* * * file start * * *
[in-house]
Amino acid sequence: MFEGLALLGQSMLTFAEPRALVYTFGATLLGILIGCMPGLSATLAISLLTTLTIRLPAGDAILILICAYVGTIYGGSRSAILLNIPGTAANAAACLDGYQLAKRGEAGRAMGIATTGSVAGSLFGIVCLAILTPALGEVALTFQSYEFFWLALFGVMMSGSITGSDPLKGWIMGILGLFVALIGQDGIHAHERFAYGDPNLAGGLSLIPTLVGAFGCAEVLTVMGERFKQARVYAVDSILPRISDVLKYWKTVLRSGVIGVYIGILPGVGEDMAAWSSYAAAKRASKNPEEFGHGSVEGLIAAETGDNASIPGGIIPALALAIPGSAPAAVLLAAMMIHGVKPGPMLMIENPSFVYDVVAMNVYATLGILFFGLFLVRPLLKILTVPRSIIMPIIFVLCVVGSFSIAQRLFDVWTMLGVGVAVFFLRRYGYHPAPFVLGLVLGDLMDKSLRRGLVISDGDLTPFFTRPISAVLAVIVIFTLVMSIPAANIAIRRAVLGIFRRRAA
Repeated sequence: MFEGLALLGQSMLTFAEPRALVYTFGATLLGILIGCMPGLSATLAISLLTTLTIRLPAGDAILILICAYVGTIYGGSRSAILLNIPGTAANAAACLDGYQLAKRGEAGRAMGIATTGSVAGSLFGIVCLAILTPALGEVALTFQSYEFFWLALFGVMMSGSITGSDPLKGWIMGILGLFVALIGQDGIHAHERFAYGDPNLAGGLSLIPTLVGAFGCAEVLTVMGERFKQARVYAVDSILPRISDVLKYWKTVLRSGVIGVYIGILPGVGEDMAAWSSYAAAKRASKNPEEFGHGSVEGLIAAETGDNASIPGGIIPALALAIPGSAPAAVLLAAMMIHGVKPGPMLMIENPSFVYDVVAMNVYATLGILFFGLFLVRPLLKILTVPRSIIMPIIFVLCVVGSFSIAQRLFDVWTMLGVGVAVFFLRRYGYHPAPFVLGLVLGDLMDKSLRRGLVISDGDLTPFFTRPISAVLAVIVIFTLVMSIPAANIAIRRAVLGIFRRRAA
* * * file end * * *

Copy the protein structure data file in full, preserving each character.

[in-house]
Amino acid sequence: MFEGLALLGQSMLTFAEPRALVYTFGATLLGILIGCMPGLSATLAISLLTTLTIRLPAGDAILILICAYVGTIYGGSRSAILLNIPGTAANAAACLDGYQLAKRGEAGRAMGIATTGSVAGSLFGIVCLAILTPALGEVALTFQSYEFFWLALFGVMMSGSITGSDPLKGWIMGILGLFVALIGQDGIHAHERFAYGDPNLAGGLSLIPTLVGAFGCAEVLTVMGERFKQARVYAVDSILPRISDVLKYWKTVLRSGVIGVYIGILPGVGEDMAAWSSYAAAKRASKNPEEFGHGSVEGLIAAETGDNASIPGGIIPALALAIPGSAPAAVLLAAMMIHGVKPGPMLMIENPSFVYDVVAMNVYATLGILFFGLFLVRPLLKILTVPRSIIMPIIFVLCVVGSFSIAQRLFDVWTMLGVGVAVFFLRRYGYHPAPFVLGLVLGDLMDKSLRRGLVISDGDLTPFFTRPISAVLAVIVIFTLVMSIPAANIAIRRAVLGIFRRRAA
Repeated sequence: MFEGLALLGQSMLTFAEPRALVYTFGATLLGILIGCMPGLSATLAISLLTTLTIRLPAGDAILILICAYVGTIYGGSRSAILLNIPGTAANAAACLDGYQLAKRGEAGRAMGIATTGSVAGSLFGIVCLAILTPALGEVALTFQSYEFFWLALFGVMMSGSITGSDPLKGWIMGILGLFVALIGQDGIHAHERFAYGDPNLAGGLSLIPTLVGAFGCAEVLTVMGERFKQARVYAVDSILPRISDVLKYWKTVLRSGVIGVYIGILPGVGEDMAAWSSYAAAKRASKNPEEFGHGSVEGLIAAETGDNASIPGGIIPALALAIPGSAPAAVLLAAMMIHGVKPGPMLMIENPSFVYDVVAMNVYATLGILFFGLFLVRPLLKILTVPRSIIMPIIFVLCVVGSFSIAQRLFDVWTMLGVGVAVFFLRRYGYHPAPFVLGLVLGDLMDKSLRRGLVISDGDLTPFFTRPISAVLAVIVIFTLVMSIPAANIAIRRAVLGIFRRRAA